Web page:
UC Berkeley plans to remove an estimated 29 trees in People’s Park and prune and stabilize others next week, during the university’s spring break, as part of what it describes as necessary safety and maintenance work.
The decision was taken after consultation with an arborist who identified a significant number of trees as being potentially hazardous, according to Christine Shaff, director of communications in UC Berkeley’s Real Estate office. Some trees in the park, which is Cal property, have been identified as in poor health or potentially hazardous and need to be removed, the university said, while others will be preserved with thinning or with support systems.
The issue came to light at Tuesday night’s Berkeley City Council meeting when one member of the public suggested UC Berkeley was going to remove all the trees in the park, as well as its permanent stage. The speaker, who did not identify himself, said he had been alerted to the proposed work by the Berkeley campus student government group, the ASUC, and he called for people to resist the move. He declared next week to be “People’s Park Defense Week”: “It is going to be a hardcore Occupy. It is going to be the battle for People’s Park,” he said. “It’s going to be like December all over again.”
Shaff said two trees fell in the park in December during storms. Nobody was injured, but the university wants to take action now to avoid potential accidents in the future.
In a statement posted on UC Berkeley’s Real Estate department website, the university posted a link to the report prepared by the arborist HortScience Inc. of Pleasanton, which reviewed all 155 trees in the park last July. The report highlighted the park’s range of species, which includes Live Oak, Camphor, Canary Island Pine, Douglas Fir, Redwood, Pussy Willow, Monterey Cypress and Plum.
The analysis concludes that only nine of the park’s 155 trees are in “excellent” condition; 41 are in “good” condition; 71 are in “fair” condition; and 34 are in “poor” condition. The report concludes with a recommendation to remove 77 trees and preserve 76.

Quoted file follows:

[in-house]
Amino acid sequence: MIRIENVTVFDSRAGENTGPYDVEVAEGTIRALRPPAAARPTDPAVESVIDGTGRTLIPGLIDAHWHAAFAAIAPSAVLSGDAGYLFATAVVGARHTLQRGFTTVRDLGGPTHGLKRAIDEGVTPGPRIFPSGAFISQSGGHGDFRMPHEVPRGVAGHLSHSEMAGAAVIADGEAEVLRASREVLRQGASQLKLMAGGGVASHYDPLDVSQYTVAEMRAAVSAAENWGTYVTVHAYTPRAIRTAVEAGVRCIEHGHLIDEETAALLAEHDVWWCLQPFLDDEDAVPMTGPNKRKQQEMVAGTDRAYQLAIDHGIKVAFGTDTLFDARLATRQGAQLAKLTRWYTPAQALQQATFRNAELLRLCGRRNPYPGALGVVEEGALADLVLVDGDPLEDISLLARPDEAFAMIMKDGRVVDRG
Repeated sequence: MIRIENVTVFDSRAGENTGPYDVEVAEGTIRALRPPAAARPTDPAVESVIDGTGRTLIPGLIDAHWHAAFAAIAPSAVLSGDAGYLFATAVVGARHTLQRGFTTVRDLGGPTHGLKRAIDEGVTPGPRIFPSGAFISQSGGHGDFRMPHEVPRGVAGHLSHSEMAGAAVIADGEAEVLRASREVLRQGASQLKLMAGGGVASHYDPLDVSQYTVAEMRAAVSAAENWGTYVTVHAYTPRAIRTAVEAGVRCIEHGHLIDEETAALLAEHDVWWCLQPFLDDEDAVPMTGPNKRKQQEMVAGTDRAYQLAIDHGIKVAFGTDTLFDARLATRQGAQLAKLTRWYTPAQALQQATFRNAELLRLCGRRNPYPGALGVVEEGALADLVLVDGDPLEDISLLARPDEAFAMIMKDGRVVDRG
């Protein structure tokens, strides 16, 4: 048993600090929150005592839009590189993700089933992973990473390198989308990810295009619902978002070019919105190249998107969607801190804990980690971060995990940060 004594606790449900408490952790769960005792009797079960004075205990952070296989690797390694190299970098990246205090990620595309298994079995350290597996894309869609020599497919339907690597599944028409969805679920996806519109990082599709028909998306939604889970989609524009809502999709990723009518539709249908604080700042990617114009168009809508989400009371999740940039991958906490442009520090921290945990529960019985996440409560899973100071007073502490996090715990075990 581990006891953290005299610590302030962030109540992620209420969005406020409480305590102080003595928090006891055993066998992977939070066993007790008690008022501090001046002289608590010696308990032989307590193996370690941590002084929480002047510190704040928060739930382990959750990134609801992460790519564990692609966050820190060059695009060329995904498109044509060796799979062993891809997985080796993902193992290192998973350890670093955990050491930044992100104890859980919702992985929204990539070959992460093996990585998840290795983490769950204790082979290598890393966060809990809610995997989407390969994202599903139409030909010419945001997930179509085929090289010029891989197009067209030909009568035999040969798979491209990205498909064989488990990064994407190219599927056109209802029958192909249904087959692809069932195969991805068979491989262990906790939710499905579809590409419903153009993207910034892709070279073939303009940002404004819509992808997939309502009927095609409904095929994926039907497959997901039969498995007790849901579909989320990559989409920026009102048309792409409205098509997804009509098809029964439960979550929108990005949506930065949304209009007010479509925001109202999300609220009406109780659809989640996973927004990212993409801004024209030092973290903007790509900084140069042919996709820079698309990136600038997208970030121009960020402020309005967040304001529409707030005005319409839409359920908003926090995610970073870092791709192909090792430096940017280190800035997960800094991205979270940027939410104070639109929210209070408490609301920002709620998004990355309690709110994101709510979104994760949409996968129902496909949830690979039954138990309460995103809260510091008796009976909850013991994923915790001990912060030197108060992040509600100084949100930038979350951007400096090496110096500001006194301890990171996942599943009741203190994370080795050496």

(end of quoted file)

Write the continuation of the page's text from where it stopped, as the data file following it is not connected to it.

Shaff said the university will not remove that many, however. She said it will focus on those classified as number 2 (using a 6-point scale where 0 = dead, 1 = in poor condition and 5 = excellent — see Table 3 of the report on page 12 for details). Twenty-nine trees are classified as 2.
The week of March 23 was chosen for the work “to mitigate any impacts on nearby residences and activities, as it is Spring Break week and the campus is expected to be quieter than it is when classes are in session,” read the statement.
Shaff said the exact start date has not yet been confirmed.
Shaff said there are no plans to remove the stage. However she added: “We do have concerns about the stage as it is a safe haven for rats.” She said the regular food hand-outs to the park’s homeless population that happen around the stage leave debris that attracts the rodents. “We would like to figure it out,” she said.
Shaff said the university had not anticipated advising students of the intended park work.
Asked whether the university would be taking any measures as a result of the talk that people might try to stop the arborists’ work, Shaff said the university takes all threats seriously, but would not be closing down the park.
“We need to ensure the safety of the people working on the trees and those in and around the park, but we will not be putting the park on lock-down,” she said.
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